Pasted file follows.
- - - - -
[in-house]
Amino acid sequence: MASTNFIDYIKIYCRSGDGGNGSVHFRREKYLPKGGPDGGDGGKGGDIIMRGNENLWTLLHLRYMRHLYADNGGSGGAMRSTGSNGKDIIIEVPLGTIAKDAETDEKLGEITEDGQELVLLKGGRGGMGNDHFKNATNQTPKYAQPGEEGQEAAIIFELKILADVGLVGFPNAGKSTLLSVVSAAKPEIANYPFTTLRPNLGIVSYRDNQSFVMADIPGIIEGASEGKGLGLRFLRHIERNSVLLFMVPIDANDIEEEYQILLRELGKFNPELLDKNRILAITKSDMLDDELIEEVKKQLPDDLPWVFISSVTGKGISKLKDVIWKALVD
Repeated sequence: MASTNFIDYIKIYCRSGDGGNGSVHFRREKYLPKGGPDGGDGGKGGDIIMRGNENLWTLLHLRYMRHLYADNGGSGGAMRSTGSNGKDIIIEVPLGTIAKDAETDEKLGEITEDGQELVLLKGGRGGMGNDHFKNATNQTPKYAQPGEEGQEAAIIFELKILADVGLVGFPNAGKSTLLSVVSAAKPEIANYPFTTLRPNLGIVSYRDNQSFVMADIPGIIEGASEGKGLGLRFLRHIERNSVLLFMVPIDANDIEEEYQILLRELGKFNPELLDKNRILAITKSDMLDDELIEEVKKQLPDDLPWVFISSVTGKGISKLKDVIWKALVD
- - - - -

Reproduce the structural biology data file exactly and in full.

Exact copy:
[in-house]
Amino acid sequence: MASTNFIDYIKIYCRSGDGGNGSVHFRREKYLPKGGPDGGDGGKGGDIIMRGNENLWTLLHLRYMRHLYADNGGSGGAMRSTGSNGKDIIIEVPLGTIAKDAETDEKLGEITEDGQELVLLKGGRGGMGNDHFKNATNQTPKYAQPGEEGQEAAIIFELKILADVGLVGFPNAGKSTLLSVVSAAKPEIANYPFTTLRPNLGIVSYRDNQSFVMADIPGIIEGASEGKGLGLRFLRHIERNSVLLFMVPIDANDIEEEYQILLRELGKFNPELLDKNRILAITKSDMLDDELIEEVKKQLPDDLPWVFISSVTGKGISKLKDVIWKALVD
Repeated sequence: MASTNFIDYIKIYCRSGDGGNGSVHFRREKYLPKGGPDGGDGGKGGDIIMRGNENLWTLLHLRYMRHLYADNGGSGGAMRSTGSNGKDIIIEVPLGTIAKDAETDEKLGEITEDGQELVLLKGGRGGMGNDHFKNATNQTPKYAQPGEEGQEAAIIFELKILADVGLVGFPNAGKSTLLSVVSAAKPEIANYPFTTLRPNLGIVSYRDNQSFVMADIPGIIEGASEGKGLGLRFLRHIERNSVLLFMVPIDANDIEEEYQILLRELGKFNPELLDKNRILAITKSDMLDDELIEEVKKQLPDDLPWVFISSVTGKGISKLKDVIWKALVD